Capital Pours Into Consumer Internet Companies

Consumer Information Services, which includes online search, entertainment and social media companies, raised $1.3 billion for 104 deals during the third quarter, more than double the financing collected for 94 deals during the same period last year. Having collected $3.8 billion throughout the first three quarters of 2011, the sector is on pace to exceed the $4.2 billion companies raised in 2010.

“VCs are actively funding new Consumer Internet companies and pouring significant amounts of capital into later-stage deals, but second rounds are lagging,” said Scott Austin, editor of Dow Jones VentureWire. “If investors continue focusing on later-stage companies that would likely have exited years ago had market conditions been better, the hundreds of young Web start-ups that raised financing in the last two years will face intense competition for second rounds.”

Within the Consumer Internet sector, deal activity for young start-ups was strong as 57% of deals were seed- or first-rounds. While 30% of deals went to later-stage companies, these companies accounted for $1 billion of the $1.3 billion companies in the sector collected. Thirteen percent of deals were second rounds.

Software Keeps Investments Flowing in IT

Companies in the Information Technology industry raised $2.1 billion for 227 deals in the third quarter, a 9% increase in financing but 7% drop in deal flow. The Software sector continued to be a bright spot for IT and collected the lion’s share of investment as 165 deals collected $1.3 billion. While investments in the Semiconductors and Hardware sectors declined, deal flow for Communications and Networking companies showed some strength as 25 deals raised $354 million, up from 22 deals that raised $246 million in the same period last year.

Investment in Enterprise and Energy Start-Ups Strong

While deal flow for Business and Financial Services companies rose 7%, capital invested spiked 65% as 139 deals collected $1.5 billion. The industry’s most active investment area was Business Support Services, which is driven by interest in marketing, advertising and data management companies. Business Support Services start-ups raised $1.2 billion for 104 deals in the most recent quarter.

The Energy and Utilities industry raised $635 million for 33 deals, an increase from the same period last year when 23 deals raised $381 million. As usual, Renewable Energy companies claimed almost all of the industry’s investment as 30 deals raised $621 million.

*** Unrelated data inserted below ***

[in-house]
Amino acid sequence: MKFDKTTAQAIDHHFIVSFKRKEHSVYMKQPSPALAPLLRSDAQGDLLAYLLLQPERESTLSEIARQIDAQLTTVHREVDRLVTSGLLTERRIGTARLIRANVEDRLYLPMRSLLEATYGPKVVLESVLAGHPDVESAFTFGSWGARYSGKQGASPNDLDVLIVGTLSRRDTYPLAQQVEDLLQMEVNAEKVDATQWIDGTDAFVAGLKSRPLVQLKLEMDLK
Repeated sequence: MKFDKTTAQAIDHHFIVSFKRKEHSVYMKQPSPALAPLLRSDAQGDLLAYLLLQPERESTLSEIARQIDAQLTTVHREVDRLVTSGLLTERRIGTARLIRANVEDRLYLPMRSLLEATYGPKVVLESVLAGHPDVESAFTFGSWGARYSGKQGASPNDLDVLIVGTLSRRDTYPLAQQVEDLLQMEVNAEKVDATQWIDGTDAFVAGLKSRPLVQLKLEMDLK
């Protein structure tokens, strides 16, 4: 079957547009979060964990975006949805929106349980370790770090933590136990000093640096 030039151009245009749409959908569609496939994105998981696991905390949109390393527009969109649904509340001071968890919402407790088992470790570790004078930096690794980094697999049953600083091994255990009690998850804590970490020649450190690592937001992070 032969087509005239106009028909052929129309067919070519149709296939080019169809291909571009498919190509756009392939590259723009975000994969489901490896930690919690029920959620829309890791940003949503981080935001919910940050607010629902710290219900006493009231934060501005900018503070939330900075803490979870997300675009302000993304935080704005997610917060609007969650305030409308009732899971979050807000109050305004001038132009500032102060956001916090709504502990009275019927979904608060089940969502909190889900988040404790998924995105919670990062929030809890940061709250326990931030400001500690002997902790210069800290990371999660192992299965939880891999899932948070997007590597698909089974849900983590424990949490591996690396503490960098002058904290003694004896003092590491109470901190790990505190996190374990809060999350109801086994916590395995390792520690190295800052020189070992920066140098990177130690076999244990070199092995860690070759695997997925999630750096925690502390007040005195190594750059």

VCs Do More Early-Stage Deals

Seed- and first-rounds accounted for 42% of deals and 21% of capital invested during the third quarter, an uptick in deal activity from the year-ago period when early-stage rounds claimed 36% of deals and 22% of capital raised. Second rounds dropped from 23% of deal activity in the third quarter of 2010 to 20% in the most recent quarter, while the proportion of capital garnered by these deals picked up slightly from 18% last year to 19% in the third quarter of 2011. Later-stage deals accounted for 37% of the quarter’s deals and 58% of total capital raised, a mild change from the same period last year when they accounted for 39% of deals and 57% of capital raised.

For information on Dow Jones VentureSource’s research methodology, visit http://bit.ly/VSFAQs. For general information about Dow Jones VentureSource, visit http://www.dowjones.com/privatemarkets.

Thursday, October 20, 2011

Rebuilding the IPO On-Ramp

Today, the IPO Task Force, a group of private sector professionals operating in the emerging growth company ecosystem, released formal recommendations to help re-energize the U.S. capital markets system. Spearheaded by former National Venture Capital Association (NVCA) chairman, Kate Mitchell, the task force authored a detailed report entitled Rebuilding the IPO On-Ramp: Putting Emerging Growth Companies and the Job Market Back on the Road to Growth which outlines three major areas in which government can help smooth the path to IPO for these important companies.

The NVCA participated on the task force and is very supportive of its efforts. The NVCA is encouraged by the interest the recommendations have generated in initial meetings with Congress, regulators and the Administration and look forward to seeing them become part of the dialogue around legislative and regulatory initiatives to address the capital markets issue.